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Wednesday, December 12, 2012

Super Flaky Tender Pie Crust


I know I have already posted a recipe and tutorial on pie crust, but this one is just so phenomenal, I can't not share it with you. Look at how flaky that pie crust is! It's almost like puff pastry. I've been messing with this recipe for a little over a year now, but have finally gone a few times making it without making any adjustments to the recipe.

You use the exact same technique as I outline in my Pie Crust 101 post and video. It's amazing how just a few alterations in the recipe make such a huge difference. A pleasing bonus is that the dough is easier to work with when rolling because using half cake flour reduces the amount of gluten in the dough. Give this dough a try in your next pie crust application - I promise you will not be disappointed!

Super Flaky Tender Pie Crust
Yield: enough for two thin single crusts or one thick crust with some extra

1 cup all purpose flour
1 cup cake flour
1/2 tsp table salt
11 TBS chilled butter cut into small pieces
5-6 TBS chilled water
1 TBS white vinegar

I think making crust is easiest in a food processor, but you can certainly mix it by hand. Mix together the flours and salt. Cut in the butter until the mixture resembles coarse crumbs with some pea sized pieces of butter remaining. Mix the water and vinegar together and then add to the mixture while pulsing in the food processor or add all but the last TBS and then mix by hand. Hold back the last TBS of water regardless of your method until you are sure you need it. The ambient humidity will impact how much water is required to allow the dough to come together into a ball. Pulse just until the dough starts to clump. Dump out onto the counter and shape into a disk of dough about 6 inches across. Wrap in plastic wrap and chill 30-60 minutes before rolling.

7 comments:

  1. Since you taught me how to make crust I am happy to try and new recipe you are using! I will be forced to make a pie this weekend... I know Doug will be very upset :)

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  2. Ha ha! I'm sure Doug will be crushed. ;-) I hope you and your boys are having a wonderful Christmas season!

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  3. I have another Australia based question for you...

    I have looked up "cake flour" on Cook's Thesaurus and found this: "Substitute 7/8 cup all-purpose flour for each cup of cake flour and add 2 tablespoons of cornstarch for every 7/8 cup all-purpose flour used. Cakes made with all purpose flour tend to be less delicate and crumbly"

    Which is good, because I thought that 'cake flour' was maybe what we call Self Raising flour. We only have '000' flour for pasta & pizza, 'baker's flour' for making bread, but mostly plain flour (maybe all purpose flour?) and SR or Self Raising flour, the last two coming in 'plain' (white) or 'wholemeal' (whole wheat) so some of yours require some translating for me. Thank you for telling me what a stick of butter was in your croissant recipe, I really appreciate it! :-)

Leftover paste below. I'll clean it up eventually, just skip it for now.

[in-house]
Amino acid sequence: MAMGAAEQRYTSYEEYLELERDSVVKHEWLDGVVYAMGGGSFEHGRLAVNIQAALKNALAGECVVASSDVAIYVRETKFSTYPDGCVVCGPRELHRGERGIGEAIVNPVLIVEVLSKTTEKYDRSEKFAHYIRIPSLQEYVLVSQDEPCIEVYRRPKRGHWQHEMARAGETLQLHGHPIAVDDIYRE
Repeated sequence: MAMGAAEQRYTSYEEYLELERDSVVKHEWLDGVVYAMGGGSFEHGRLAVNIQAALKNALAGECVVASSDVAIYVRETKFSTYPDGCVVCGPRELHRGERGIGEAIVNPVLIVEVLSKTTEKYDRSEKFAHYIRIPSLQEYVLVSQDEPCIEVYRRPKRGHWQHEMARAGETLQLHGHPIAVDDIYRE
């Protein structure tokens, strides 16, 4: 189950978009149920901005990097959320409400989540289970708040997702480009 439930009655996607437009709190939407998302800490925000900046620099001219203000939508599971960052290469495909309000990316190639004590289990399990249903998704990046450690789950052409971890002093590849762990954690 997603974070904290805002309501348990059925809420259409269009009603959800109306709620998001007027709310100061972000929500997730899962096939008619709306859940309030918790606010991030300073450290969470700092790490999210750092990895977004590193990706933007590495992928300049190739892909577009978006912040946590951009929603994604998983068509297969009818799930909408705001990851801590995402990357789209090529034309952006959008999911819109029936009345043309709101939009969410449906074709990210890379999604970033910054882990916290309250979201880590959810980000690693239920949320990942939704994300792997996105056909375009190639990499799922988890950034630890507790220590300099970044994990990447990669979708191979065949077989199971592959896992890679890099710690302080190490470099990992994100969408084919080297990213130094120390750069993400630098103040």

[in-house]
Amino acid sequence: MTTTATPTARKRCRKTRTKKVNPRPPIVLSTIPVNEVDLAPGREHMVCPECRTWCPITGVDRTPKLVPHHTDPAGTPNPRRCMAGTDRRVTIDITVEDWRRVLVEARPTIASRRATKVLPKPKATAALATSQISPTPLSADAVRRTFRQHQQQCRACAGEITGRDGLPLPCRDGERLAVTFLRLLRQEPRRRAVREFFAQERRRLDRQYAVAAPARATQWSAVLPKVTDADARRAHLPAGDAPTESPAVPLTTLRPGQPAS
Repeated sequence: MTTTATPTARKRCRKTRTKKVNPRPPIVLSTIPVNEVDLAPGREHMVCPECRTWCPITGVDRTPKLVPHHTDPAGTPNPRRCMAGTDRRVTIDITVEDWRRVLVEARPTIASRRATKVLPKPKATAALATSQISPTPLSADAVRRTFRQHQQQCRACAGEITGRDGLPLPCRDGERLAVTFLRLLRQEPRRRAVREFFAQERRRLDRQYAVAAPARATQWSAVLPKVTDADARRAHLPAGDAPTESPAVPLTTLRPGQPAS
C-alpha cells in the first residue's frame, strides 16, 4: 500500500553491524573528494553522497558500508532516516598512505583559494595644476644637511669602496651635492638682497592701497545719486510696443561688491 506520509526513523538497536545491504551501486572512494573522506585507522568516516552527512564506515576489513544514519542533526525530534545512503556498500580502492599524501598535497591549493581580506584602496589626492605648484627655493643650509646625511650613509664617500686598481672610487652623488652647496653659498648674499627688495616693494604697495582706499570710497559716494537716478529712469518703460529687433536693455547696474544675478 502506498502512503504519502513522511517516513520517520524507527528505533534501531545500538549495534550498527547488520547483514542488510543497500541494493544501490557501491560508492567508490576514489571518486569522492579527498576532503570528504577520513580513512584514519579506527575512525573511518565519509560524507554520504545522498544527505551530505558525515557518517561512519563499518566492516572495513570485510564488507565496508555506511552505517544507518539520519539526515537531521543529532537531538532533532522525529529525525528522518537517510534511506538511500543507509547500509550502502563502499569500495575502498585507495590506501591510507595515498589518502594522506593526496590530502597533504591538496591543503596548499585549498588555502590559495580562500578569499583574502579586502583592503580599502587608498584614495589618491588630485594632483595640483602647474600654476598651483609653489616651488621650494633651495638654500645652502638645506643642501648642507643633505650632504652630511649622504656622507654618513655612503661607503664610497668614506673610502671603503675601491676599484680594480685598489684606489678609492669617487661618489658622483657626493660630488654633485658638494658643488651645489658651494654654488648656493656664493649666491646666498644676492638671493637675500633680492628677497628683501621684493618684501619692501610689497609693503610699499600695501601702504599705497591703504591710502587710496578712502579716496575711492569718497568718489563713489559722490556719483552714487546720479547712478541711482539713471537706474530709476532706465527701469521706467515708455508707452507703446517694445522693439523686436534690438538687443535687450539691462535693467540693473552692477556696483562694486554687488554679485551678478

Thanks again for walking me through all the translations! I love, love, love your site! It's so refreshing to read a blog from The States that doesn't ask me to use 3 cans of cinnabon dough for monkey bread! Thank you!

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    1. Hi KJ, I had to do a little reading before I could get back to you... I would definitely NOT substitute self-rising flour for cake flour in this case. The suggestion from Cook's Thesaurus may have merit and I would give it a try. Ultimately, the purpose of the cake flour in this recipe is to lower the protein content without having to have another type of flour in my cupboard. Ideally, I would use pastry flour for all of the flour, but I went half and half to approximate that result. (I already keep whole wheat, white whole wheat, all purpose, and cake flour on hand at all times; I just can't store another bin of flour!). I think your pizza and pasta flour may actually be close to pastry flour, but I can't be 100% sure. Is it really three zeros and not two? This flour translation is harder than I thought! ;-) Let me know how it goes! I'm very interested in hearing!

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  4. Hi Tara, Did you use the pie crust receipe to make the cute cinnamon rolls in the picture? If so how much cinnamon and sugar did you use. And how long did you bake them. Thanks for a wonderful blog. I enjoy reading is so much. Merry Christmas!

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    1. I sure did. I love using any leftover dough to make these little pinwheels (to be honest, sometimes I make the crust just to make the pinwheels - very dangerous!). I posted the pinwheels early on in my blogging career. You can see the post here: http://cooking-from-scratch.blogspot.com/2009/05/i-dont-know-about-you-but-every-time.html or search for "pinwheels" in the search box at the top left of the page. In general, though, I don't measure the butter, sugar, or cinnamon. I simply smear and thin layer of butter and generously sprinkle with both sugar and cinnamon. They always turn out delicious!

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